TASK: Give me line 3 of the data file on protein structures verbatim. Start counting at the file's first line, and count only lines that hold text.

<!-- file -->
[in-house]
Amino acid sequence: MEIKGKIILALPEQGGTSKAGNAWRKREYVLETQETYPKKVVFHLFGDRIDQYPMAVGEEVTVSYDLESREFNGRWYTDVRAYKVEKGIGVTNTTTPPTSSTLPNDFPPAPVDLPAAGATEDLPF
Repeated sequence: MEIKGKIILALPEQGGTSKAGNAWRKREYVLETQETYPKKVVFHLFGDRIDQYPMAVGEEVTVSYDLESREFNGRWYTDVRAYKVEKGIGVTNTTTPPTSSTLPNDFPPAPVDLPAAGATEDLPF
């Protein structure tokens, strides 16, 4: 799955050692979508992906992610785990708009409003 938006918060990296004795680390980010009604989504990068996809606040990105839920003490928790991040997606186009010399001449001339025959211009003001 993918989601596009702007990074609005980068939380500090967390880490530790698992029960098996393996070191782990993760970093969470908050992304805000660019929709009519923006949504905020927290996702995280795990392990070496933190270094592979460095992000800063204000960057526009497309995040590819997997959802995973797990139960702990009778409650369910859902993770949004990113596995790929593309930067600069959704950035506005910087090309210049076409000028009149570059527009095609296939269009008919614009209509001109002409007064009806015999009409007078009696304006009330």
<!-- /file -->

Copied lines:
Repeated sequence: MEIKGKIILALPEQGGTSKAGNAWRKREYVLETQETYPKKVVFHLFGDRIDQYPMAVGEEVTVSYDLESREFNGRWYTDVRAYKVEKGIGVTNTTTPPTSSTLPNDFPPAPVDLPAAGATEDLPF